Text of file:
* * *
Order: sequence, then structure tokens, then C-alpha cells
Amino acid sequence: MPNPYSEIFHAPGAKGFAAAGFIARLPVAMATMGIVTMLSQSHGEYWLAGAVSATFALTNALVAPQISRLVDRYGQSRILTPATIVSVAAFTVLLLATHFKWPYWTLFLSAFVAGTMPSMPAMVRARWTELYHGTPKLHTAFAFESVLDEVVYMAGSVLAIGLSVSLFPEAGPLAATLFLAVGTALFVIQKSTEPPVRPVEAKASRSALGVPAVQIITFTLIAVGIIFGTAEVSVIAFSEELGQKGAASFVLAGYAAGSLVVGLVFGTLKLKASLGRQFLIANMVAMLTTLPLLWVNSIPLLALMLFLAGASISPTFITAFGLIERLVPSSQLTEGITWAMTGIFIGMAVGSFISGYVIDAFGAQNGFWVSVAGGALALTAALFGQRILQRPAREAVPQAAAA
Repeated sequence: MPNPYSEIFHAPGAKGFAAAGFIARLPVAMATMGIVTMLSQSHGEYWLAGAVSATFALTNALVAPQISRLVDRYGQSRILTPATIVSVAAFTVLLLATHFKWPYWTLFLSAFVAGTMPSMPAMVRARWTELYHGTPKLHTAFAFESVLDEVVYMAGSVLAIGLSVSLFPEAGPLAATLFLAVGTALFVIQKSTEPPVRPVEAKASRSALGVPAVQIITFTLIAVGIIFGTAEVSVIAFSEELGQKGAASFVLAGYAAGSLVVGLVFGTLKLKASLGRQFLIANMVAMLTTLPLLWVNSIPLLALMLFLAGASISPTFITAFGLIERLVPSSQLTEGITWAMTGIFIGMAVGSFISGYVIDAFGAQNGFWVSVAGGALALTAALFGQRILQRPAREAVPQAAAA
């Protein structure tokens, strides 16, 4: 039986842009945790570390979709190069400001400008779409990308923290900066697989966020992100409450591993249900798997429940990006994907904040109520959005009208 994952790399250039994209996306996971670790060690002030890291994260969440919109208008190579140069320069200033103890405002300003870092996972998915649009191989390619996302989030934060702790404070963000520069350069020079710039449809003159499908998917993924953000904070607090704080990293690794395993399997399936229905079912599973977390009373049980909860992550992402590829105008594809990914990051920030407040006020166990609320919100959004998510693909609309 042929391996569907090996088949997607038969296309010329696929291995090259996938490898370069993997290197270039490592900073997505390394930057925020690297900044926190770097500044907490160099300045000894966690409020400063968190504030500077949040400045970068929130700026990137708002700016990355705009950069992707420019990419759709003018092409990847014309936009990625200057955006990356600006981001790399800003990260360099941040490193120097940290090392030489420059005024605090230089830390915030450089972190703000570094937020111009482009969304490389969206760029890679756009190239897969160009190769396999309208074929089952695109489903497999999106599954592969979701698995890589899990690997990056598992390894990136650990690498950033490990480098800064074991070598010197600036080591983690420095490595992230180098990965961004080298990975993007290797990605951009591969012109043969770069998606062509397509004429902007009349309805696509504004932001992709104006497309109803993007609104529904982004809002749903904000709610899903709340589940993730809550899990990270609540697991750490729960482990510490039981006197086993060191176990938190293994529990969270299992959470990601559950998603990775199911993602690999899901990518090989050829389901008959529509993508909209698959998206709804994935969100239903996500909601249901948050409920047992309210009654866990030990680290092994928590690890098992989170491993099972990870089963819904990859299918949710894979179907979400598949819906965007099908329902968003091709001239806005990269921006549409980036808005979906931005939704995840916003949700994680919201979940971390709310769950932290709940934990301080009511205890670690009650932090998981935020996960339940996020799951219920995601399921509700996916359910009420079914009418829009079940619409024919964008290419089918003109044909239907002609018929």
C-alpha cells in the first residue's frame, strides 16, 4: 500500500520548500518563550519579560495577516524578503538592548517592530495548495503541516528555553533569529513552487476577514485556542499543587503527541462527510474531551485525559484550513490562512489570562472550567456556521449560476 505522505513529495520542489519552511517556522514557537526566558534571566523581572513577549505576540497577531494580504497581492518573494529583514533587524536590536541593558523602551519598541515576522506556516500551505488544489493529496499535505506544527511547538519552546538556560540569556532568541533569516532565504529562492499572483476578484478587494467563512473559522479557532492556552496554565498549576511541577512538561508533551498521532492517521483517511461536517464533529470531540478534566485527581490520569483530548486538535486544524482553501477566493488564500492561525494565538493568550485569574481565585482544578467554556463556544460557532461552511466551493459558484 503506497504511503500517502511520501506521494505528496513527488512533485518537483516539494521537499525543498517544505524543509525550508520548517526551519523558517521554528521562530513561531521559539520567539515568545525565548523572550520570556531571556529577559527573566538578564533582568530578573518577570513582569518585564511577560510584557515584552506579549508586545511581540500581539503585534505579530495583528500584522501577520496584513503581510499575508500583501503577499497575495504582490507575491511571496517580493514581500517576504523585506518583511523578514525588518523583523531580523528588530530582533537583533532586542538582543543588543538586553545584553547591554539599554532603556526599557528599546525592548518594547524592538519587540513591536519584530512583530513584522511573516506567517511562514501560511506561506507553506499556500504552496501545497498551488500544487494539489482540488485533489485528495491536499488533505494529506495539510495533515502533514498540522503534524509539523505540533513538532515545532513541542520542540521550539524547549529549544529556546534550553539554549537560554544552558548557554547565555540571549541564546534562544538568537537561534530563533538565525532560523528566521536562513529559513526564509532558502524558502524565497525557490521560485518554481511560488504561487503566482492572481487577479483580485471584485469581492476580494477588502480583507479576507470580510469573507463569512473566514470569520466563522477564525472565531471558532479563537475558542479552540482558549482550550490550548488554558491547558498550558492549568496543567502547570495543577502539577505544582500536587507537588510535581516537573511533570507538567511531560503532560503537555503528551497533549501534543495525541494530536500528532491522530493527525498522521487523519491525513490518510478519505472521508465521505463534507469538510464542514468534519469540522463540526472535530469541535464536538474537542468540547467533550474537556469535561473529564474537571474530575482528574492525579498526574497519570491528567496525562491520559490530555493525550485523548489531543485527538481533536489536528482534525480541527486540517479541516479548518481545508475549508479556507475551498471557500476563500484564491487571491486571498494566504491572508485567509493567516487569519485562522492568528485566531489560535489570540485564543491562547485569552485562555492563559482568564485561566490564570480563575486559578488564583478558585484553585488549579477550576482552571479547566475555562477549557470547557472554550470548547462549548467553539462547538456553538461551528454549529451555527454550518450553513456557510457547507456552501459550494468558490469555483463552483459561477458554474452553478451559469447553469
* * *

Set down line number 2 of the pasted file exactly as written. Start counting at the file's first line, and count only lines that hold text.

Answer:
Amino acid sequence: MPNPYSEIFHAPGAKGFAAAGFIARLPVAMATMGIVTMLSQSHGEYWLAGAVSATFALTNALVAPQISRLVDRYGQSRILTPATIVSVAAFTVLLLATHFKWPYWTLFLSAFVAGTMPSMPAMVRARWTELYHGTPKLHTAFAFESVLDEVVYMAGSVLAIGLSVSLFPEAGPLAATLFLAVGTALFVIQKSTEPPVRPVEAKASRSALGVPAVQIITFTLIAVGIIFGTAEVSVIAFSEELGQKGAASFVLAGYAAGSLVVGLVFGTLKLKASLGRQFLIANMVAMLTTLPLLWVNSIPLLALMLFLAGASISPTFITAFGLIERLVPSSQLTEGITWAMTGIFIGMAVGSFISGYVIDAFGAQNGFWVSVAGGALALTAALFGQRILQRPAREAVPQAAAA